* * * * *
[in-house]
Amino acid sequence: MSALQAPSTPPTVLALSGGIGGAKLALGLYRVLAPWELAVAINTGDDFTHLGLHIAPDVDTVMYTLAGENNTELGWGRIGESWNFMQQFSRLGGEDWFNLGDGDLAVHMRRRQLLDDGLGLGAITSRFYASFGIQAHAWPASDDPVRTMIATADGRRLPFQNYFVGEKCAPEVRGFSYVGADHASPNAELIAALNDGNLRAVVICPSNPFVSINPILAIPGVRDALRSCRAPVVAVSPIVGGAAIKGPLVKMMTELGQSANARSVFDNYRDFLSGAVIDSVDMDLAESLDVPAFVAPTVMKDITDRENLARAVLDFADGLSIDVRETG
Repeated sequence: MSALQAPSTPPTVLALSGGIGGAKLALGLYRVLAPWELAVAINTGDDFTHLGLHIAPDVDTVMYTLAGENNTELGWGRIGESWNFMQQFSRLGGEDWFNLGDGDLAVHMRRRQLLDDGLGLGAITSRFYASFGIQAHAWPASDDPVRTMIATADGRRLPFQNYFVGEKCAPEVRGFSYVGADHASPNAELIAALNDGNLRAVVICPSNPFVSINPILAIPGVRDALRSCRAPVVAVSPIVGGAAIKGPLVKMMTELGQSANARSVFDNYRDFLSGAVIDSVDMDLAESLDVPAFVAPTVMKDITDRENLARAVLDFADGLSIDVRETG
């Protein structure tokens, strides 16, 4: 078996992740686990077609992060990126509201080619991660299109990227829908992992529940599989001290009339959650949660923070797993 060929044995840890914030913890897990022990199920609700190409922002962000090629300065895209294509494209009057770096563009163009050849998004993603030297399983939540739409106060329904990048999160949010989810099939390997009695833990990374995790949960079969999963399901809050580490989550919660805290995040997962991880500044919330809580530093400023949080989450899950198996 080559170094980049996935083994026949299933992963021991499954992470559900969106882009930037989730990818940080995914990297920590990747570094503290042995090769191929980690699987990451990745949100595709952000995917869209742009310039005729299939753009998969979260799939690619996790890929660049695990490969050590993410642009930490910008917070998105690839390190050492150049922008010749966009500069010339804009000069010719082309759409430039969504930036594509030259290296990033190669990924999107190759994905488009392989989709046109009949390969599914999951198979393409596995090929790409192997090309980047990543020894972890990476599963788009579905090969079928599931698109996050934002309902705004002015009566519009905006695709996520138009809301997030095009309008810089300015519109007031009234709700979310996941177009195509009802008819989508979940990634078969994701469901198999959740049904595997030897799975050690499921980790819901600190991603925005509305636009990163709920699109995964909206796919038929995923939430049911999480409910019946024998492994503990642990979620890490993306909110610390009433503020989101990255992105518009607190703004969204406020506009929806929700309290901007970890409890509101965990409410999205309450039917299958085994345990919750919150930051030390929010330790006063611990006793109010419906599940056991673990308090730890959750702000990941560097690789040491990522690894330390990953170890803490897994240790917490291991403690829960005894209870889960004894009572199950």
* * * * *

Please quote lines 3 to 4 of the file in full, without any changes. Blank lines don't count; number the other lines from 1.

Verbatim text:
Repeated sequence: MSALQAPSTPPTVLALSGGIGGAKLALGLYRVLAPWELAVAINTGDDFTHLGLHIAPDVDTVMYTLAGENNTELGWGRIGESWNFMQQFSRLGGEDWFNLGDGDLAVHMRRRQLLDDGLGLGAITSRFYASFGIQAHAWPASDDPVRTMIATADGRRLPFQNYFVGEKCAPEVRGFSYVGADHASPNAELIAALNDGNLRAVVICPSNPFVSINPILAIPGVRDALRSCRAPVVAVSPIVGGAAIKGPLVKMMTELGQSANARSVFDNYRDFLSGAVIDSVDMDLAESLDVPAFVAPTVMKDITDRENLARAVLDFADGLSIDVRETG
């Protein structure tokens, strides 16, 4: 078996992740686990077609992060990126509201080619991660299109990227829908992992529940599989001290009339959650949660923070797993 060929044995840890914030913890897990022990199920609700190409922002962000090629300065895209294509494209009057770096563009163009050849998004993603030297399983939540739409106060329904990048999160949010989810099939390997009695833990990374995790949960079969999963399901809050580490989550919660805290995040997962991880500044919330809580530093400023949080989450899950198996 080559170094980049996935083994026949299933992963021991499954992470559900969106882009930037989730990818940080995914990297920590990747570094503290042995090769191929980690699987990451990745949100595709952000995917869209742009310039005729299939753009998969979260799939690619996790890929660049695990490969050590993410642009930490910008917070998105690839390190050492150049922008010749966009500069010339804009000069010719082309759409430039969504930036594509030259290296990033190669990924999107190759994905488009392989989709046109009949390969599914999951198979393409596995090929790409192997090309980047990543020894972890990476599963788009579905090969079928599931698109996050934002309902705004002015009566519009905006695709996520138009809301997030095009309008810089300015519109007031009234709700979310996941177009195509009802008819989508979940990634078969994701469901198999959740049904595997030897799975050690499921980790819901600190991603925005509305636009990163709920699109995964909206796919038929995923939430049911999480409910019946024998492994503990642990979620890490993306909110610390009433503020989101990255992105518009607190703004969204406020506009929806929700309290901007970890409890509101965990409410999205309450039917299958085994345990919750919150930051030390929010330790006063611990006793109010419906599940056991673990308090730890959750702000990941560097690789040491990522690894330390990953170890803490897994240790917490291991403690829960005894209870889960004894009572199950």